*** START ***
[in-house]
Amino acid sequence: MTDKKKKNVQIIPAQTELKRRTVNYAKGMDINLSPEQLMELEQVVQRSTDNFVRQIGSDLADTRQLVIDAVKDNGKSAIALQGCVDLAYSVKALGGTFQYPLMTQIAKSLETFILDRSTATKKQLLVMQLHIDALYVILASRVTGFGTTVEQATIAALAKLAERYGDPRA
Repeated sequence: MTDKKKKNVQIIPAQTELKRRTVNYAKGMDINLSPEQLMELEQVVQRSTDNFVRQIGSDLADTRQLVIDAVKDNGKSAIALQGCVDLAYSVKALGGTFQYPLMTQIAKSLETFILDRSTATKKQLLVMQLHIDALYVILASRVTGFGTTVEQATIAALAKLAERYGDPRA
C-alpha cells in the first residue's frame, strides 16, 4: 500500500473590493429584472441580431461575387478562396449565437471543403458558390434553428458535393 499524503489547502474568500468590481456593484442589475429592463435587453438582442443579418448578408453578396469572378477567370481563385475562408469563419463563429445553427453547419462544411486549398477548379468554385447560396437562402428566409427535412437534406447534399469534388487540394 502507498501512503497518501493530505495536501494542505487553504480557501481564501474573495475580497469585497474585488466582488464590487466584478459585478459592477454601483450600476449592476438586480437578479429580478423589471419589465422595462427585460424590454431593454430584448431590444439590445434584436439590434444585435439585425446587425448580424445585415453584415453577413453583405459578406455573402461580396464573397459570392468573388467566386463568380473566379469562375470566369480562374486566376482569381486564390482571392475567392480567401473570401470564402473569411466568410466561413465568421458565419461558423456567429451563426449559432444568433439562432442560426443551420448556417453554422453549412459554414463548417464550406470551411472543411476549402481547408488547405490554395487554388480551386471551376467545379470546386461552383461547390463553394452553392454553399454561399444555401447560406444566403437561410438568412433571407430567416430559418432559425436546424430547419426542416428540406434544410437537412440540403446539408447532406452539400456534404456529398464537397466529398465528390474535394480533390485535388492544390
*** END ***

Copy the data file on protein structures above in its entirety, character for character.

[in-house]
Amino acid sequence: MTDKKKKNVQIIPAQTELKRRTVNYAKGMDINLSPEQLMELEQVVQRSTDNFVRQIGSDLADTRQLVIDAVKDNGKSAIALQGCVDLAYSVKALGGTFQYPLMTQIAKSLETFILDRSTATKKQLLVMQLHIDALYVILASRVTGFGTTVEQATIAALAKLAERYGDPRA
Repeated sequence: MTDKKKKNVQIIPAQTELKRRTVNYAKGMDINLSPEQLMELEQVVQRSTDNFVRQIGSDLADTRQLVIDAVKDNGKSAIALQGCVDLAYSVKALGGTFQYPLMTQIAKSLETFILDRSTATKKQLLVMQLHIDALYVILASRVTGFGTTVEQATIAALAKLAERYGDPRA
C-alpha cells in the first residue's frame, strides 16, 4: 500500500473590493429584472441580431461575387478562396449565437471543403458558390434553428458535393 499524503489547502474568500468590481456593484442589475429592463435587453438582442443579418448578408453578396469572378477567370481563385475562408469563419463563429445553427453547419462544411486549398477548379468554385447560396437562402428566409427535412437534406447534399469534388487540394 502507498501512503497518501493530505495536501494542505487553504480557501481564501474573495475580497469585497474585488466582488464590487466584478459585478459592477454601483450600476449592476438586480437578479429580478423589471419589465422595462427585460424590454431593454430584448431590444439590445434584436439590434444585435439585425446587425448580424445585415453584415453577413453583405459578406455573402461580396464573397459570392468573388467566386463568380473566379469562375470566369480562374486566376482569381486564390482571392475567392480567401473570401470564402473569411466568410466561413465568421458565419461558423456567429451563426449559432444568433439562432442560426443551420448556417453554422453549412459554414463548417464550406470551411472543411476549402481547408488547405490554395487554388480551386471551376467545379470546386461552383461547390463553394452553392454553399454561399444555401447560406444566403437561410438568412433571407430567416430559418432559425436546424430547419426542416428540406434544410437537412440540403446539408447532406452539400456534404456529398464537397466529398465528390474535394480533390485535388492544390